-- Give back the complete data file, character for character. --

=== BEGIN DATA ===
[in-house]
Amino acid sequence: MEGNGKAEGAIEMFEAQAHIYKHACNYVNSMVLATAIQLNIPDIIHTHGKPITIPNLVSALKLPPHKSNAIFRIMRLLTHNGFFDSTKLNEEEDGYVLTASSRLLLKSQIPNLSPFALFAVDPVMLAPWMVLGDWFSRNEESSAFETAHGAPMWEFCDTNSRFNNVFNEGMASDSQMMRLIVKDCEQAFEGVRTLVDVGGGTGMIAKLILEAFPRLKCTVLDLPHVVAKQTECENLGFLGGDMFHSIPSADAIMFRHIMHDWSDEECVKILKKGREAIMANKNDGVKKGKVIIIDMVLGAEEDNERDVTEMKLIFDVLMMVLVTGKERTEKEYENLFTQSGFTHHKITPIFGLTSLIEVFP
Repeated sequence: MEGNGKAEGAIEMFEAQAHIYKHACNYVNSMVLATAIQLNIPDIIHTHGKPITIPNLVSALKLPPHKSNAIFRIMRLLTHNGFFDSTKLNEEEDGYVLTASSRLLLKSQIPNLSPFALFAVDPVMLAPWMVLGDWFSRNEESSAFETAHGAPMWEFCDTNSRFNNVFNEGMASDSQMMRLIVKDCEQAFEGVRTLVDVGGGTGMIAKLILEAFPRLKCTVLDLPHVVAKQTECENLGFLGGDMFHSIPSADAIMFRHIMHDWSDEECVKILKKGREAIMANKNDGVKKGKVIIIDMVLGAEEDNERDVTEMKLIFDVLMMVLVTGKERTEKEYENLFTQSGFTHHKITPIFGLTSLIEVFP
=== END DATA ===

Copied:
[in-house]
Amino acid sequence: MEGNGKAEGAIEMFEAQAHIYKHACNYVNSMVLATAIQLNIPDIIHTHGKPITIPNLVSALKLPPHKSNAIFRIMRLLTHNGFFDSTKLNEEEDGYVLTASSRLLLKSQIPNLSPFALFAVDPVMLAPWMVLGDWFSRNEESSAFETAHGAPMWEFCDTNSRFNNVFNEGMASDSQMMRLIVKDCEQAFEGVRTLVDVGGGTGMIAKLILEAFPRLKCTVLDLPHVVAKQTECENLGFLGGDMFHSIPSADAIMFRHIMHDWSDEECVKILKKGREAIMANKNDGVKKGKVIIIDMVLGAEEDNERDVTEMKLIFDVLMMVLVTGKERTEKEYENLFTQSGFTHHKITPIFGLTSLIEVFP
Repeated sequence: MEGNGKAEGAIEMFEAQAHIYKHACNYVNSMVLATAIQLNIPDIIHTHGKPITIPNLVSALKLPPHKSNAIFRIMRLLTHNGFFDSTKLNEEEDGYVLTASSRLLLKSQIPNLSPFALFAVDPVMLAPWMVLGDWFSRNEESSAFETAHGAPMWEFCDTNSRFNNVFNEGMASDSQMMRLIVKDCEQAFEGVRTLVDVGGGTGMIAKLILEAFPRLKCTVLDLPHVVAKQTECENLGFLGGDMFHSIPSADAIMFRHIMHDWSDEECVKILKKGREAIMANKNDGVKKGKVIIIDMVLGAEEDNERDVTEMKLIFDVLMMVLVTGKERTEKEYENLFTQSGFTHHKITPIFGLTSLIEVFP